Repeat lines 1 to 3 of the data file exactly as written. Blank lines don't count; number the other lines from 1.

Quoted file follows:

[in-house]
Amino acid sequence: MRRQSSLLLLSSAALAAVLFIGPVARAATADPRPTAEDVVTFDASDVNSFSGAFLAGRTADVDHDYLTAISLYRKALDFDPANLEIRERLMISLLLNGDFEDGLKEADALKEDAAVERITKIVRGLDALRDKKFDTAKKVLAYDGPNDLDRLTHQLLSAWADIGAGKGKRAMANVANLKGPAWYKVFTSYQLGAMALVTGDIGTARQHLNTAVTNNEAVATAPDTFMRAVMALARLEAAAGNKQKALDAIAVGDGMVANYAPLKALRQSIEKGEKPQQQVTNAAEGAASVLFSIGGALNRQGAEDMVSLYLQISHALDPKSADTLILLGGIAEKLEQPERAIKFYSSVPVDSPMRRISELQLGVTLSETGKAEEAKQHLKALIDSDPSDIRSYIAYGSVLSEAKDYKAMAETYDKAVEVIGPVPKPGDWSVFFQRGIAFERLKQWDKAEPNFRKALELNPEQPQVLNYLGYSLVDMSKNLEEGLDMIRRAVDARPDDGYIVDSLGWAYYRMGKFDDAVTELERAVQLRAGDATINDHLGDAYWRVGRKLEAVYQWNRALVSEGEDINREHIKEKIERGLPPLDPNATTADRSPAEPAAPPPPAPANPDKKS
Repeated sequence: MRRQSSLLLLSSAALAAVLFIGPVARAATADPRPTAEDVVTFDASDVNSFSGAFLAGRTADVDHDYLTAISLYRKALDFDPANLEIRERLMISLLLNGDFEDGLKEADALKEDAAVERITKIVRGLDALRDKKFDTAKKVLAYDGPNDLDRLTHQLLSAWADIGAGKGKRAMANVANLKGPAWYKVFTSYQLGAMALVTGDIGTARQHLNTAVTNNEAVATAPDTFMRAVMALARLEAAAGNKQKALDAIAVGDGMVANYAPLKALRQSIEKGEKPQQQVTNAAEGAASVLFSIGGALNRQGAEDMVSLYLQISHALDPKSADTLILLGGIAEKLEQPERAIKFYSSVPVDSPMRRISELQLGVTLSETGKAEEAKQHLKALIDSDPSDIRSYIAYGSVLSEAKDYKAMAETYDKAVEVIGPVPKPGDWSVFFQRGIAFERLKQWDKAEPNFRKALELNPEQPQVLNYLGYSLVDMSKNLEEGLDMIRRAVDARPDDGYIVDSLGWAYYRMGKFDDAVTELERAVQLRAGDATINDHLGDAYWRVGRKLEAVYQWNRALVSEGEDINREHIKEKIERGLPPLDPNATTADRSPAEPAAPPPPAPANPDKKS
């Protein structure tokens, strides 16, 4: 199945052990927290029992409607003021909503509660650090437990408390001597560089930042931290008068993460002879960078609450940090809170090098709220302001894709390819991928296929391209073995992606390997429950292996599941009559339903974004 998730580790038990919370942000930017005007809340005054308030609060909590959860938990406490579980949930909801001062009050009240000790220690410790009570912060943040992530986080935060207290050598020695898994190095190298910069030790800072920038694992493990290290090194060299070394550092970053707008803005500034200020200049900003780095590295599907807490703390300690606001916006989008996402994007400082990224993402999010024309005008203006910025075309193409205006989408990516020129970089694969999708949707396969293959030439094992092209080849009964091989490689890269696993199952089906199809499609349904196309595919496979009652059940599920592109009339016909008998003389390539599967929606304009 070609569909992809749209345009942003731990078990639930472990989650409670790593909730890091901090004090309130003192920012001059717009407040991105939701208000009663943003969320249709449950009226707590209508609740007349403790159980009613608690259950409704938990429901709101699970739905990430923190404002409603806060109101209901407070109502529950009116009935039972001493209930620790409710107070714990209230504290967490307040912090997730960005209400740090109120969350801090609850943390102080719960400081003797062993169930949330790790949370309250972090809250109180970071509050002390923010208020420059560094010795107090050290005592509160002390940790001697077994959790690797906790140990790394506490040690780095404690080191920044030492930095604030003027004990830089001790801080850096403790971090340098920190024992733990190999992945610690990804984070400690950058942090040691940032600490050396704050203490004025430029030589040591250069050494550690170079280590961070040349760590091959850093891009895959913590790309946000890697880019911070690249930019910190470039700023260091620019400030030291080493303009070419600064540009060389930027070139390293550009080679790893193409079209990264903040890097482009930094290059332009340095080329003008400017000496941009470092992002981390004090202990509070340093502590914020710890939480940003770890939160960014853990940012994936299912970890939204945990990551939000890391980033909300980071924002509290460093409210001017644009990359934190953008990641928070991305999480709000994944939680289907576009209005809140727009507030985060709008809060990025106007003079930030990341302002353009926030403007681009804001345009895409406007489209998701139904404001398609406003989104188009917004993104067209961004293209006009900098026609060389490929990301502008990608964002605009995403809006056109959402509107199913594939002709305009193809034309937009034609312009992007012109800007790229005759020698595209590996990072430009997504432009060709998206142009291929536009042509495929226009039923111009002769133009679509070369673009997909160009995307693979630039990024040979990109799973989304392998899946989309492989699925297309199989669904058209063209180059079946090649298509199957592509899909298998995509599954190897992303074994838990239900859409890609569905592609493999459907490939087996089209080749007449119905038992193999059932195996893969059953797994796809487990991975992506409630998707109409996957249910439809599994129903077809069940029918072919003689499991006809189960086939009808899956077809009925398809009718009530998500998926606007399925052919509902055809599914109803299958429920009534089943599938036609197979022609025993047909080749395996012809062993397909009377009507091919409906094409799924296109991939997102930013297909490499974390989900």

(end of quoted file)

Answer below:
[in-house]
Amino acid sequence: MRRQSSLLLLSSAALAAVLFIGPVARAATADPRPTAEDVVTFDASDVNSFSGAFLAGRTADVDHDYLTAISLYRKALDFDPANLEIRERLMISLLLNGDFEDGLKEADALKEDAAVERITKIVRGLDALRDKKFDTAKKVLAYDGPNDLDRLTHQLLSAWADIGAGKGKRAMANVANLKGPAWYKVFTSYQLGAMALVTGDIGTARQHLNTAVTNNEAVATAPDTFMRAVMALARLEAAAGNKQKALDAIAVGDGMVANYAPLKALRQSIEKGEKPQQQVTNAAEGAASVLFSIGGALNRQGAEDMVSLYLQISHALDPKSADTLILLGGIAEKLEQPERAIKFYSSVPVDSPMRRISELQLGVTLSETGKAEEAKQHLKALIDSDPSDIRSYIAYGSVLSEAKDYKAMAETYDKAVEVIGPVPKPGDWSVFFQRGIAFERLKQWDKAEPNFRKALELNPEQPQVLNYLGYSLVDMSKNLEEGLDMIRRAVDARPDDGYIVDSLGWAYYRMGKFDDAVTELERAVQLRAGDATINDHLGDAYWRVGRKLEAVYQWNRALVSEGEDINREHIKEKIERGLPPLDPNATTADRSPAEPAAPPPPAPANPDKKS
Repeated sequence: MRRQSSLLLLSSAALAAVLFIGPVARAATADPRPTAEDVVTFDASDVNSFSGAFLAGRTADVDHDYLTAISLYRKALDFDPANLEIRERLMISLLLNGDFEDGLKEADALKEDAAVERITKIVRGLDALRDKKFDTAKKVLAYDGPNDLDRLTHQLLSAWADIGAGKGKRAMANVANLKGPAWYKVFTSYQLGAMALVTGDIGTARQHLNTAVTNNEAVATAPDTFMRAVMALARLEAAAGNKQKALDAIAVGDGMVANYAPLKALRQSIEKGEKPQQQVTNAAEGAASVLFSIGGALNRQGAEDMVSLYLQISHALDPKSADTLILLGGIAEKLEQPERAIKFYSSVPVDSPMRRISELQLGVTLSETGKAEEAKQHLKALIDSDPSDIRSYIAYGSVLSEAKDYKAMAETYDKAVEVIGPVPKPGDWSVFFQRGIAFERLKQWDKAEPNFRKALELNPEQPQVLNYLGYSLVDMSKNLEEGLDMIRRAVDARPDDGYIVDSLGWAYYRMGKFDDAVTELERAVQLRAGDATINDHLGDAYWRVGRKLEAVYQWNRALVSEGEDINREHIKEKIERGLPPLDPNATTADRSPAEPAAPPPPAPANPDKKS